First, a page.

Also Tuesday, two fishing boats carrying students and medical patients set sail from Gaza City’s port, aiming to reach Cyprus and break the Israeli blockade, which has restricted most activity along the coast. Hamas acknowledged it was mostly a symbolic act.

One of the boats quickly turned around, while the Israeli navy intercepted the second vessel after it ventured beyond a six-mile (10-kilometer) limit imposed by Israel.

The Israeli military said the boat was intercepted without incident, was taken to the Israeli port of Ashdod and the 17 people aboard would be sent back to Gaza.

In southern Israel, angry residents complained about the renewed rocket fire.

Adva Klein of Kibbutz Kfar Aza said she only got about two hours of sleep because of the frequent incoming fire and the warning sirens. Other residents reported machine- gun fire from Gaza.

“It’s been a really scary morning,” said Adele Raemer of Kibbutz Nirim.

Regional councils near the Gaza border instructed residents to stay close to bomb shelters.

The high Palestinian death toll in the border protests has drawn strong international criticism of Israel, with rights groups saying Israel’s use of live fire is illegal because in many cases it has struck unarmed protesters who did not pose an imminent threat to Israeli soldiers.

But on Tuesday, the Palestinians came under criticism.

The United States condemned the attacks out of Gaza and called for an urgent meeting of the U.N. Security Council. U.S. Ambassador Nikki Haley said the Security Council “should be outraged and respond.”

The European Union’s foreign policy chief, Federica Mogherini, called for an immediate halt to the rocket and mortar fire.

“Indiscriminate attacks against civilians are completely unacceptable under any circumstances,” she said.

The Israeli Foreign Ministry said it had instructed embassies around the world to seek similar condemnations of the Palestinian fire.

Israel has rejected the criticism of its response to the protests, saying it is defending its border and nearby communities. It accuses Hamas of trying to carry out attacks under the cover of protests and using civilian demonstrators as human shields.

Hamas has vowed to continue the border rallies.

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Associated Press writer Fares Akram in Gaza City, Gaza Strip, contributed.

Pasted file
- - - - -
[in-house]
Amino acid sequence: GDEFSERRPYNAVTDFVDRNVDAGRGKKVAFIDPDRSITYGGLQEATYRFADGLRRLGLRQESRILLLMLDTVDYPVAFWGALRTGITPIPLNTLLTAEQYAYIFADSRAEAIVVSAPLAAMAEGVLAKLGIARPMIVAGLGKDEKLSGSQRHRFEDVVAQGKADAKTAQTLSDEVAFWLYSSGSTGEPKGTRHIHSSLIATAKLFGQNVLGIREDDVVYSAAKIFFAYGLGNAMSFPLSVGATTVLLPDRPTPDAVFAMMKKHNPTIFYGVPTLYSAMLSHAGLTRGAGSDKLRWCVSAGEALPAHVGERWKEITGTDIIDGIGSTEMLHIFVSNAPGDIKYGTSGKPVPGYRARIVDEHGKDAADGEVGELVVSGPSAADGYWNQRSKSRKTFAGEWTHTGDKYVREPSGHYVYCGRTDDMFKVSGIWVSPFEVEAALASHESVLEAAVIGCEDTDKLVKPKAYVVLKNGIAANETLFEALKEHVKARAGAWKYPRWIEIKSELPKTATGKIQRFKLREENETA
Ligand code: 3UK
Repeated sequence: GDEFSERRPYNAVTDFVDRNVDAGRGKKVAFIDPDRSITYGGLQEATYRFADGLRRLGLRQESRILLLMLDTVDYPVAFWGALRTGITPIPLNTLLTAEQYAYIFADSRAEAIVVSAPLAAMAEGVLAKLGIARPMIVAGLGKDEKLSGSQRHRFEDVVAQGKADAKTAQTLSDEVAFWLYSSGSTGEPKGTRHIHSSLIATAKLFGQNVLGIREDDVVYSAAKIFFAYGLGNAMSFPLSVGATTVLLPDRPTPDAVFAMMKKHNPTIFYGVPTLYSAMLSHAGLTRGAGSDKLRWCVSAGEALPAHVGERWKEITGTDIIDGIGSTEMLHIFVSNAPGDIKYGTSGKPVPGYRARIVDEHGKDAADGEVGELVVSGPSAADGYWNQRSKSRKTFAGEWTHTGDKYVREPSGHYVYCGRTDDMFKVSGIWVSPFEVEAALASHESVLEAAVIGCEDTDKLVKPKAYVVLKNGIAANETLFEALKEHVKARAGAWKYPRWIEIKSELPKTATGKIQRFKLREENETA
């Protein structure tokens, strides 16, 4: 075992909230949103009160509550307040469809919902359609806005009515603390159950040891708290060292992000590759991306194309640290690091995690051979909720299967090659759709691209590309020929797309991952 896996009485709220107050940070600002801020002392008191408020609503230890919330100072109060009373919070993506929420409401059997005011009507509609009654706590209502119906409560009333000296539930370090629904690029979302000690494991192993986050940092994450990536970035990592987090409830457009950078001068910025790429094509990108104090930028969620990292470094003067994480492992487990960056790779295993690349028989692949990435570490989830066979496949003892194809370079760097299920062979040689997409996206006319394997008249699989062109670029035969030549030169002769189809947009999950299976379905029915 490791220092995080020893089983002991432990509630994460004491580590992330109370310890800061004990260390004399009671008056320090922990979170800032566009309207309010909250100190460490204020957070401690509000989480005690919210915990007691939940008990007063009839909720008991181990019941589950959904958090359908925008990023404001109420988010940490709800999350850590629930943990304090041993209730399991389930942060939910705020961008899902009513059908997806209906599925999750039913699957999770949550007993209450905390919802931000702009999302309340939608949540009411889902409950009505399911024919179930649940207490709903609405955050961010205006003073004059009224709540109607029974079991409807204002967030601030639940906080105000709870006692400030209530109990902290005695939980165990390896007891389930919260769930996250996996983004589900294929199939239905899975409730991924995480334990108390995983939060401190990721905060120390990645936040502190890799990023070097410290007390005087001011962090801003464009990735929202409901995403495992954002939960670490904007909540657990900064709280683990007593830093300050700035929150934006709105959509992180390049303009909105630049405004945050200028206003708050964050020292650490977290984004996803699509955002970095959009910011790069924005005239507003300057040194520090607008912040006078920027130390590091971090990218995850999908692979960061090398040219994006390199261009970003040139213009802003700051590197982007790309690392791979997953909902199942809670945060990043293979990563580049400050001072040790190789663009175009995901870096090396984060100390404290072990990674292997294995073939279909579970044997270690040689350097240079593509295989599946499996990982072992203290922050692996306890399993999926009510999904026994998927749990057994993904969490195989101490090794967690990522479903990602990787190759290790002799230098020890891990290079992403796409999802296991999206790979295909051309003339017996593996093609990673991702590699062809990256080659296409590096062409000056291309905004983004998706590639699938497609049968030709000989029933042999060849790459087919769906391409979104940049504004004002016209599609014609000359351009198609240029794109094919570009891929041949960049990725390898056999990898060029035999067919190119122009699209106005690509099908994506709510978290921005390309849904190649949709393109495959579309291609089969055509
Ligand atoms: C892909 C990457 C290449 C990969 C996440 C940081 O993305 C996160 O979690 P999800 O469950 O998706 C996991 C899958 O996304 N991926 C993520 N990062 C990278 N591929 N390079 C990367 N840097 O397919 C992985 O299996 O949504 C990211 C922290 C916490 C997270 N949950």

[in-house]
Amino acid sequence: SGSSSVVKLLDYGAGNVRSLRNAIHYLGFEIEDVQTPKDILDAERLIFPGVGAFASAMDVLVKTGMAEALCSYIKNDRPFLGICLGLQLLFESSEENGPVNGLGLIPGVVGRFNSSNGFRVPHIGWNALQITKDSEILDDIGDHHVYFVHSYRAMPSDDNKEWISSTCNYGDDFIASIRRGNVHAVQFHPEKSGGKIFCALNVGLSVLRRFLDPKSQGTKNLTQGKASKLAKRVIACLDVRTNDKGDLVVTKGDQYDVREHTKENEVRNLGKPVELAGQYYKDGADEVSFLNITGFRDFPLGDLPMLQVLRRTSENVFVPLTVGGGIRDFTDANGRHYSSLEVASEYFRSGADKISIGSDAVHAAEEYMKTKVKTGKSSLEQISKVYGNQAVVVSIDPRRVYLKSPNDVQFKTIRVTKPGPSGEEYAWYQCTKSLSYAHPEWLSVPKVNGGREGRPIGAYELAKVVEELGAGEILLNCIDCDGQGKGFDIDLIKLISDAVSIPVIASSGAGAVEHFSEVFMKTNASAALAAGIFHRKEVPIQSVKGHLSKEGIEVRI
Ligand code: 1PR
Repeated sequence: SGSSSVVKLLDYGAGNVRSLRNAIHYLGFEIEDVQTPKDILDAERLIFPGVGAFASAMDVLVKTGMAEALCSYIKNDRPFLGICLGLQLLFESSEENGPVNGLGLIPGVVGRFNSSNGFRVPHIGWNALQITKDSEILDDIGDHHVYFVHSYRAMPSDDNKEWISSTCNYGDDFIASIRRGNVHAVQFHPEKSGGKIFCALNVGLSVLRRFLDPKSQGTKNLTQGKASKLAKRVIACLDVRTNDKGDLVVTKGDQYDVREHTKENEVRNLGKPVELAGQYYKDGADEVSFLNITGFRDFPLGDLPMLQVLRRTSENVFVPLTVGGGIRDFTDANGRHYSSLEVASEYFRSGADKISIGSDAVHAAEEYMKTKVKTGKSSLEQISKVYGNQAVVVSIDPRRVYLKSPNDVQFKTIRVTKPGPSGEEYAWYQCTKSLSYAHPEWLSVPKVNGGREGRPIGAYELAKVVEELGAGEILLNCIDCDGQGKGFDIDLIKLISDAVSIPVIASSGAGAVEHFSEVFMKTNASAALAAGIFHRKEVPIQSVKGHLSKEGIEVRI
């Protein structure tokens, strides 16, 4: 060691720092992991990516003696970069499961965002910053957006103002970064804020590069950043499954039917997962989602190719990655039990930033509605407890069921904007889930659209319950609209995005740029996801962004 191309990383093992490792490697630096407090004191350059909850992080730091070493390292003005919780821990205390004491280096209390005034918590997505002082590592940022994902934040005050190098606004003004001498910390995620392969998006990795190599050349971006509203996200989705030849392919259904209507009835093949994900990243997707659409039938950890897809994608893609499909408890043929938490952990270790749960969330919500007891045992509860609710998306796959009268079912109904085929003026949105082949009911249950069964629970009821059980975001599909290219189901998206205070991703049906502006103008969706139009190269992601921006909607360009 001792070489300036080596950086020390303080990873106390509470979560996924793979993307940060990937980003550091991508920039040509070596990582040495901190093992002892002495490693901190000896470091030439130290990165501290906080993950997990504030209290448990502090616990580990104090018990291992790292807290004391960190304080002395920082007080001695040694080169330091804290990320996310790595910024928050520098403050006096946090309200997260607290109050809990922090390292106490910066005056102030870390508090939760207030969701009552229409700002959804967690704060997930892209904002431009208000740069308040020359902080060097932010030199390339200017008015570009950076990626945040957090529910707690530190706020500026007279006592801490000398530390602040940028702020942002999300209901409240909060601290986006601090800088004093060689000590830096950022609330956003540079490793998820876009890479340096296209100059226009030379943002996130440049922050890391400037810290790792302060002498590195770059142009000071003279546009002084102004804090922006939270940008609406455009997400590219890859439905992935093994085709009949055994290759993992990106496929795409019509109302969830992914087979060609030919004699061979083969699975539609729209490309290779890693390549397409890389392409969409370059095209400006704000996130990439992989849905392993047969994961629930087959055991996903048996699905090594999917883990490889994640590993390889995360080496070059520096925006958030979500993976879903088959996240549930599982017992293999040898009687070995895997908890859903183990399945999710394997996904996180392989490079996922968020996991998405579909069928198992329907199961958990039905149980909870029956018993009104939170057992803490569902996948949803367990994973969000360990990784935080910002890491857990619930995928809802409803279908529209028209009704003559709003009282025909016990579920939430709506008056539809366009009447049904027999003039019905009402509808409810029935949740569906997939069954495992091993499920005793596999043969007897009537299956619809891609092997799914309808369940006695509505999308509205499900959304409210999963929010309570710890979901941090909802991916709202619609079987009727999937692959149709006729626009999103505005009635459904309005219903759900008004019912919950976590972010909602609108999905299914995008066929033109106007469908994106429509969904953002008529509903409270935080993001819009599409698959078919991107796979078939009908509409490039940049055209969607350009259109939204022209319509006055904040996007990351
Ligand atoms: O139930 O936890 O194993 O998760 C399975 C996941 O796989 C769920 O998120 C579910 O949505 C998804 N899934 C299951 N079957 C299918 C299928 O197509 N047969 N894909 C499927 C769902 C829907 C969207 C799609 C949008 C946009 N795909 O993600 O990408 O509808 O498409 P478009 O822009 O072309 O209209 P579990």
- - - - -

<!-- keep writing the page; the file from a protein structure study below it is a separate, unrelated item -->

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Palestinians Seek World Court Investigation of Israel

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THE HAGUE, Netherlands — Calling it a “historic step” toward justice, the Palestinian foreign minister asked the International Criminal Court on Tuesday to open an “immediate investigation” into alleged Israeli crimes committed against the Palestinian people.

The development was sure to worsen the already troubled relations between the internationally backed Palestinian Authority and Israeli Prime Minister Benjamin Netanyahu’s government. Peace talks have been frozen for over four years, and contacts between the two sides are minimal.

Speaking to reporters at the ICC in The Hague, Netherlands, Palestinian Foreign Minister Riad Malki said he submitted the “referral” to the court during a meeting with the ICC’s chief prosecutor, Fatou Bensouda.

The referral sought an investigation into Israeli policies in the West Bank, east Jerusalem and Gaza Strip since the state of Palestine accepted the ICC’s jurisdiction in 2014, he said.

This includes Israeli settlement policies in the West Bank and east Jerusalem, as well as the recent round of bloodshed in the Gaza Strip, where Israeli fire killed over 100 Palestinians during mass protests along the Gaza border, Malki added.

“There is a culture of impunity in Israel for crimes against Palestinians,” Malki said. “This referral is Palestine’s test to the international mechanism of accountability and respect for international law.”

The ICC has been conducting a preliminary probe since 2015 into alleged crimes in the Palestinian territories, including Israel’s settlement policy and crimes allegedly committed by both sides in the 2014 Gaza conflict. Tuesday’s referral could speed up a decision on whether to open a full-blown investigation that could ultimately lead to the indictment of high-ranking Israelis.

The move comes with Israeli-Palestinian relations at their lowest point in years in the aftermath of the U.S. Embassy move to Jerusalem and the recent bloodshed on the Gaza border.